MONDAY, Jan. 7 (HealthDay News) -- During the recession from 2007 to 2009, fewer Americans visited doctors or filled prescriptions, according to a new report.
The report, based on a survey of more than 54,000 Americans, also found that racial disparities in access to health care increased during the so-called Great Recession, but emergency department visits stayed steady.
"We were expecting a significant reduction in health care use, particularly for minorities," said co-author Karoline Mortensen, an assistant professor in the department of health services administration at the University of Maryland School of Public Health.
"What we saw were some reductions across the board -- whites and Hispanics were less likely to use physician visits, prescription fills and in-patient stays," she said. "But that's the only disparity we saw, which was a surprise to us. We didn't see a drop in emergency room care."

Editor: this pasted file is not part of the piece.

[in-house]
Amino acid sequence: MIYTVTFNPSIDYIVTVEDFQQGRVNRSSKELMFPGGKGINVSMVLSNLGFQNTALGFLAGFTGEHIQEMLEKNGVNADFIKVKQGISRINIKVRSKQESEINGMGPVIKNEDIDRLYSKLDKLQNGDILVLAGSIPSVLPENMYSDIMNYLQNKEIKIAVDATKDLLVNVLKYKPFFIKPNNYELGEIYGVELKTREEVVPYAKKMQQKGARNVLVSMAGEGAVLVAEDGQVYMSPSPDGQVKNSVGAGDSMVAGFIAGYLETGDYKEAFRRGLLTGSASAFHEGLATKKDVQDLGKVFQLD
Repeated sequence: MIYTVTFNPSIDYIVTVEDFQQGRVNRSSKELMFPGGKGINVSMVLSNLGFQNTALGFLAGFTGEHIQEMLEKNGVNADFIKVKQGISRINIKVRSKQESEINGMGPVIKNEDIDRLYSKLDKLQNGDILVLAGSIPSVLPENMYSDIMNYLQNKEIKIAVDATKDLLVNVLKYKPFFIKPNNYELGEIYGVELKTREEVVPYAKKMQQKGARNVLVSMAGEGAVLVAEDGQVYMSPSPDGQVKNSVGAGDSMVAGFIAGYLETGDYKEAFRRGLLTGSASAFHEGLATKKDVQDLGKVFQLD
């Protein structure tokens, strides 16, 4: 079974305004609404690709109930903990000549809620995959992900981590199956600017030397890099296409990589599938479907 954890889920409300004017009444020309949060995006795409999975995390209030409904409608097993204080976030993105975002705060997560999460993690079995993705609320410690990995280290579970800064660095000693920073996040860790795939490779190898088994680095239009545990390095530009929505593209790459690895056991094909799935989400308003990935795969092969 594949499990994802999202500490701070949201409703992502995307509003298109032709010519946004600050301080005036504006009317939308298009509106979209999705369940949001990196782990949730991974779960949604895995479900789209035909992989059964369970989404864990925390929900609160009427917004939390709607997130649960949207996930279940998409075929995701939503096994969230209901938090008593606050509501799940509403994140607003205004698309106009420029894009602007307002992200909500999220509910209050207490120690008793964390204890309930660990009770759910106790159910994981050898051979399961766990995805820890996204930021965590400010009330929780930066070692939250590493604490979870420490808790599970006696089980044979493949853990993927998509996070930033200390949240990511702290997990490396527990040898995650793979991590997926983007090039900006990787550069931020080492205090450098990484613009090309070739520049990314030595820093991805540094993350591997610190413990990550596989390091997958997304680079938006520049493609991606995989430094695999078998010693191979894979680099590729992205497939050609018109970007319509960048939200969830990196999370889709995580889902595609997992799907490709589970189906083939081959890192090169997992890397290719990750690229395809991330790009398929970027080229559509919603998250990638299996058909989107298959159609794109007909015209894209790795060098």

Whether these altered patterns of health care resulted in more deaths or suffering isn't clear.
In terms of unemployment and loss of income and health insurance, blacks and Hispanics were affected more severely than whites during the recent economic downturn, according to background information in the study.
That was borne out in health care patterns. Compared to whites, Hispanics and blacks were less likely to see doctors or fill prescriptions and more likely to use emergency department care, Mortensen said.
Mortensen believes the Affordable Care Act will help level access to care for such people, and provide a buffer in the event of another economic slide.
"Preventive services without cost-sharing will entice people to use those services," she said. "And insuring all the people who don't have health insurance should level the playing field to some extent."
For the study, which was published online Jan. 7 in the journal JAMA Internal
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